W. H. H. Maura (father), Alice Maura (daughter)  
Bottom Row (L to R) Bertram Maura (son), Helen Maura (daughter),
Sadie Poole Maura (wife of Bertram), John Maura (son)
Courtesy of Wendi Bates, granddaughter of W. H. H. Maura.

A. Talbot Bethell in his book The Early Settlers of the Bahamas and Colonists of North America describes W. H. H. Maura as follows:

…a large importer of Canadian Manufactured Goods and carries on an extensive Lumber Business.  President of the Nassau Sponge Exchange CO., Ltd., and is himself a Sponge Broker.

maura 1.JPGmaura 2.JPG

A Nassau resident stated,

I remember that he (W. H. H. Maura) always wore a white suit. He would come in the store, and look around to see that everyone was doing something. His second son, Monty Maura, ran the lumberyard and the third son, John Maura, ran the hardware section.

Maura 4

W.H.H. Maura (left) with the Duke of Windsor and Captain Holland.

The eldest son, Dr. Bertram Maura, DD, PhD, studied at a university in Canada. He returned to Nassau to teach. One of his Queen’s College students had fond memories of him as her English Literature teacher in the World War II years. Under his tutelage, many excelled. She recalls the impact of his godly influence in one of his many thought-provoking quotes.

 It doesn’t matter what or who you came from…it’s where you choose to go in life.

This thriving operation of Maura Lumber Company not only provided essential supplies to the community, but also jobs for the locals.  Here, Dad formed friendships with coworkers that included Jack Roberts, Donald Cates, Allan Curry, Noel A. Roberts, Eddie Maura, Sammy Malone, B.C. Malone, Fred Cadman and Peter Lowe, to name a few.

My sister, Paula, recalls:

When I was a little girl, Dad bought me a hula hoop from Maura Lumber Co. on Bay Street. I  loved to carry it to school at Queen’s College, which in those days was at Trinity Methodist Church on Frederick Street.  Dad would drop me off to school on his way to work.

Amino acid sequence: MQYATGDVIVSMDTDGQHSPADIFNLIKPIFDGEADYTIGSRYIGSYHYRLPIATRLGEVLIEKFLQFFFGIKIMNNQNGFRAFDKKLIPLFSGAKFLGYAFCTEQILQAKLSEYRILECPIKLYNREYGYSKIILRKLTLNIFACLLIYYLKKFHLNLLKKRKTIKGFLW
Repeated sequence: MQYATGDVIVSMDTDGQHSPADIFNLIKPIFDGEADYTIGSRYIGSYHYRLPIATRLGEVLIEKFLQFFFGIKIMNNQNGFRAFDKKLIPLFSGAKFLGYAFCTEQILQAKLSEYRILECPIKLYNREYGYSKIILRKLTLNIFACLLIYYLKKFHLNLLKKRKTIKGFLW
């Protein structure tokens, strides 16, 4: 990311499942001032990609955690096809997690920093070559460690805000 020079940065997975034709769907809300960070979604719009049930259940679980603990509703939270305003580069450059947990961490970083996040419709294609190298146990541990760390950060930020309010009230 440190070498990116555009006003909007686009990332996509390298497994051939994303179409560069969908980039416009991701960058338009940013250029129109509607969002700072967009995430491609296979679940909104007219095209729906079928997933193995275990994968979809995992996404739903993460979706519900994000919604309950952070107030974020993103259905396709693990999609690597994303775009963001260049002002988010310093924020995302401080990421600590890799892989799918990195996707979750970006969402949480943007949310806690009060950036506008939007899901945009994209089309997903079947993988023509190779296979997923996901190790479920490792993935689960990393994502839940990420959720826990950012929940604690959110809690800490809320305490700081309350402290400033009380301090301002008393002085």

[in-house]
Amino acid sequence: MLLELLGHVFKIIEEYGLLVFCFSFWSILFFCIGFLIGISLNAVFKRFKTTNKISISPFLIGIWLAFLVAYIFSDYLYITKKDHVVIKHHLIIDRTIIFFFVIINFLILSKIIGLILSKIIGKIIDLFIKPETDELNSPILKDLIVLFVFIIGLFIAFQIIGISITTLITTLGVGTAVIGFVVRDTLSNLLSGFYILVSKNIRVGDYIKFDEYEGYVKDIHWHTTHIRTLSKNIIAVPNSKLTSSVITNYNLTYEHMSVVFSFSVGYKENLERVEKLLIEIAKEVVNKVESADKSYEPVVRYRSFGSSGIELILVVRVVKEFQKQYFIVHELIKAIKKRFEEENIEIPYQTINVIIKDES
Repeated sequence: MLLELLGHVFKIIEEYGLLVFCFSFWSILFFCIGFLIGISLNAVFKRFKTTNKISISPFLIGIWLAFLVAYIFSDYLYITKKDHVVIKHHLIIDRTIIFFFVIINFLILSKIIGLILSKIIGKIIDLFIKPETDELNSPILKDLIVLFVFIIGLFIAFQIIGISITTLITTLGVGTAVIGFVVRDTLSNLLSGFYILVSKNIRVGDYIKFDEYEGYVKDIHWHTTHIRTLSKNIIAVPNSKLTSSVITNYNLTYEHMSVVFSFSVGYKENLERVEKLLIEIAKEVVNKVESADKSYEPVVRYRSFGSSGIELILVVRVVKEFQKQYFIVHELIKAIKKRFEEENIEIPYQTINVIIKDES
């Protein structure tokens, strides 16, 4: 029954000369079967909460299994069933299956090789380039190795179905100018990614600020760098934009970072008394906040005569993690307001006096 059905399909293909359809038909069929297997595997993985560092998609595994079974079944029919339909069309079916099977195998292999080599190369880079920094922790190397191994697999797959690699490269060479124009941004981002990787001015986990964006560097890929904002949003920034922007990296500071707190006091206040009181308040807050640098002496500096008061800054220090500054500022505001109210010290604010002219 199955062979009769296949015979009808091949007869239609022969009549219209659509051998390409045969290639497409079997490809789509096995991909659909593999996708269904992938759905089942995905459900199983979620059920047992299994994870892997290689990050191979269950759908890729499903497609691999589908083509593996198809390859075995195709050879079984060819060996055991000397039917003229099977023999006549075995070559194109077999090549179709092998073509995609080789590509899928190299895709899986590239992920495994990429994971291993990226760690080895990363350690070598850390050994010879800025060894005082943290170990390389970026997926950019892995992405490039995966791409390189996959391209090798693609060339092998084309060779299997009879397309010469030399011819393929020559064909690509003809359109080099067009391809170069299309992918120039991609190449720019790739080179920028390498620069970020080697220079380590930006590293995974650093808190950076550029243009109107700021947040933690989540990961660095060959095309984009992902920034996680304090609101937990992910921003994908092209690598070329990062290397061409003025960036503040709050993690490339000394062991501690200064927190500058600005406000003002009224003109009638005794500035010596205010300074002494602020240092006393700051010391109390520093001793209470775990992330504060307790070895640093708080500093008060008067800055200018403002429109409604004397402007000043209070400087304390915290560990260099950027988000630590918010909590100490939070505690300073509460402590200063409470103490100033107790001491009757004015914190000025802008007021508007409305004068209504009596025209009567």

Dad was placed in charge of the paint department under the leadership of the son, John Maura, World War II pilot.  My oldest brother, Paul, tells:

This was the era before today’s technology. Customers would come in with a color they wanted to match. With a careful blue eye, Dad would look at it and produce the exact color the customer desired. He would add tint of one color, shake the can, then add other tints until a perfect match was achieved. He was a human paint machine.

Since Dad excelled in the paint department, the company sent him to tour a few paint manufacturing facilities, owned by American brothers.  One plant was located in Tennessee, the other in New York.

His first tour led Dad to Cleveland, Tennessee, in May 1955.  Dad, Mom (pregnant at the time) and my sister Paula left Nassau on a ship headed for the port of Miami.  Mother made plans to stay her uncle Henry Griffin in Miami while dad traveled on business.


Dad and my sister Paula in Miami after his return from Tennessee.

Dad met up with Lamar Ingram, an American sales representative, and together they boarded a train bound for Cleveland, Tennessee. Dad recalled his island boy excitement as he gazed on the scenic mountains for the first time.  He spoke of the graciousness of their hosts and the comforts of an estate nestled in the countryside.  Dad returned by plane to Miami with a souvenir puppy broach in hand for his daughter.

A few years later, Dad and Donald Cates boarded a plane for New York.  In addition to touring the paint plant, they also had the opportunity to sightsee around the Big Apple city.


John Lowe (left) and Donald Cates (right) - New York skyline in the background.